As discussions around the WHO's advice on the early containment of the new coronavirus intensify, conservative commentator Alan Jones believes the person to steer the world out of this stormy isolated haze is former prime minister Tony Abbott.
In a column with the Daily Telegraph, Jones was adamant Abbott should be leading the World Health Organisation instead of current Director-General Dr Tedros Adhanom Ghebreyesus.
"Which brings us to the source of the contemporary problem — a World Health Organisation run by an Ethiopian Marxist and stooge for the Chinese Communist Party, Tedros Adhanom Ghebreyesus," Jones wrote.
Abbott's time as federal health minister, and speech from over a decade ago at a pandemic flu conference in Ottawa was reason enough for Jones to put his name forward.
Jones wrote, "Why wouldn't Australia put forward Tony Abbott as a nomination to head the World Health Organisation?"
Abbott has an impressive resume; he's led his country, is a Rhodes scholar, and has been a part of the upper echelons of politics. But does that mean he is better placed to run this world health body?
Who is Dr Tedros?
Dr Tedros was born in Eritrea's capital Asmara. He cites the death of his brother at around 3 years old, presumably from measles, as the motivation for him pursuing a career in public health.
After gaining a degree in biology in Ethiopia, he became a malariologist, and currently holds a PhD in Community Health from the University of Nottingham, and a Master of Science in Immunology of Infectious Diseases from the University of London. He was also Chair of the Global Fund to Fight AIDS, Tuberculosis and Malaria Board.
He does have a political background: Dr Tedros joined the Tigray People's Liberation Front (TPLF), which played a role in the 1991 toppling of Ethiopia's Marxist dictator, Mengistu Haile Mariam.
Between 2005 to 2012 he served as Ethiopia's Minister of Health. He spearheaded a transformation of the country's health system that improved access to health care for millions of people, and maternal and child mortality rates dropped by 60% during his time. However, his ministry was accused of discouraging journalists from reporting about suspected cholera cases in the country - an allegation he has long denied.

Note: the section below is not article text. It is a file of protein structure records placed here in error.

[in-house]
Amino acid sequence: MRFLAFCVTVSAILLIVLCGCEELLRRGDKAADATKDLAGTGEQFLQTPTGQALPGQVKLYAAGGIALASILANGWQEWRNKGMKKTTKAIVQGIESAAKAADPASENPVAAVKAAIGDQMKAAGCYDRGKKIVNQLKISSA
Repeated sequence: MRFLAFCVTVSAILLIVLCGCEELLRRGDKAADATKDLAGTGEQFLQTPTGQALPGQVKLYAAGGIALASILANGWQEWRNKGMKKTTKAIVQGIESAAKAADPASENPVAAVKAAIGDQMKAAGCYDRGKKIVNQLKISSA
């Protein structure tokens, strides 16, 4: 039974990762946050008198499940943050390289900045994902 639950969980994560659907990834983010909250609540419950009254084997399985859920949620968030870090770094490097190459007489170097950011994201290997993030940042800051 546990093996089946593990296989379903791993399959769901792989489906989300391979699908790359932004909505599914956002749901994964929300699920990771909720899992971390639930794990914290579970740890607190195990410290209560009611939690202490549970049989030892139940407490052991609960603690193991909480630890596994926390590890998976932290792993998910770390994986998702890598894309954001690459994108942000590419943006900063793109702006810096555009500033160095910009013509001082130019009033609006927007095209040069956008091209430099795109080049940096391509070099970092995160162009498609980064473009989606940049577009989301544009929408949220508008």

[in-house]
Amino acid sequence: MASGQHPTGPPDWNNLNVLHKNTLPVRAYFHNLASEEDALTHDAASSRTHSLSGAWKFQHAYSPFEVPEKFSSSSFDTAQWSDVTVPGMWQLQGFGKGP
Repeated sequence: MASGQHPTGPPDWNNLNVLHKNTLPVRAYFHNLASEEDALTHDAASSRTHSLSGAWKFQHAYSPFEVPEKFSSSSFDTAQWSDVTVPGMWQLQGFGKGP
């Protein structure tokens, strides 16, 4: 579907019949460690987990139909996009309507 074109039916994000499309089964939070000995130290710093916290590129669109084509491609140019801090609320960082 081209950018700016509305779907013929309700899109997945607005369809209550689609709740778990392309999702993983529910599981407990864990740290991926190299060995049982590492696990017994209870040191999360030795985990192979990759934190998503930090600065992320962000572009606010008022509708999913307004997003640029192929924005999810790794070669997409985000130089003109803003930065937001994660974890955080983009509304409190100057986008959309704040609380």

WHO's past Director-Generals have included people from Canada, China, Sweden, Norway, Japan, South Korea, Denmark and Brazil. When Dr Tedros was appointed as the new Director-General in 2017, he became the first person from Africa to lead the peak health organisation.
Criticism of Dr Tedros' as WHO boss
Since taking over as WHO's Director-General, Dr Tedros' first few years has seen him deal with the Ebola outbreak in the Democratic Republic of Congo, and now the global pandemic that is COVID-19.
His time in office hasn't been without criticism. In 2017, he received backlash for proposing the then president of Zimbabwe Robert Mugabe as a WHO goodwill ambassador, saying at the time Mugabe helped to make Zimbabwe, "a country that places universal health coverage and health promotion at the centre of its policies."
More recently he's been criticised for delaying action on declaring COVID-19 a Public Health Emergency of International Concern (PHEIC), and his praise of China's measures to deal with the coronavirus.
After his visit to Beijing in late January, Dr Tedros said China set "a new standard for outbreak control." A few days later, he told world leaders at the Munich Security Conference that China "had bought the world time."
Lawrence Gostin, Professor of Global Health Law at Georgetown University , Dr Tedros is trying to “coax China to transparency and international cooperation rather than criticising the government."
"I was one of the first to ask him to call a PHEIC," Prof Gostin told the BBC.
"Having said that, it was only a short delay and I don't think the timing had any impact on the trajectory of Covid-19.
"I do worry quite a bit however that his effusive praise for China could in the long term tarnish the WHO's reputation as a trusted scientific authority willing to speak truth to power."
Despite the controversy, Dr Tedros has received plaudits over the years. He’s been considered as a trailblazer, being the first African person to lead WHO, and was the first Director-General to be elected from multiple candidates by the World Health Assembly. He is currently three years into a five-year term.
He has been praised for his work in , where he spent time on the ground in a bid to support health workers and raise efforts to support their security. Multiple attacks had been launched against health facilities in the DRC, and Dr Tedros viewed health workers’ safety as integral to the fight against the disease, telling responders last year, “ending the outbreak cannot be done without a much stronger effort to improve your security. We call on those responsible for security to recognize your extraordinary efforts by making a greater commitment to your security."
Dr Tedros is also widely credited for reforming Ethiopia’s health sector, a country that’s only second to Nigeria as Africa’s most populated country. He was awarded the Jimmy and Rosalynn Carter Humanitarian Award in recognition for his contributions to public health in 2011.
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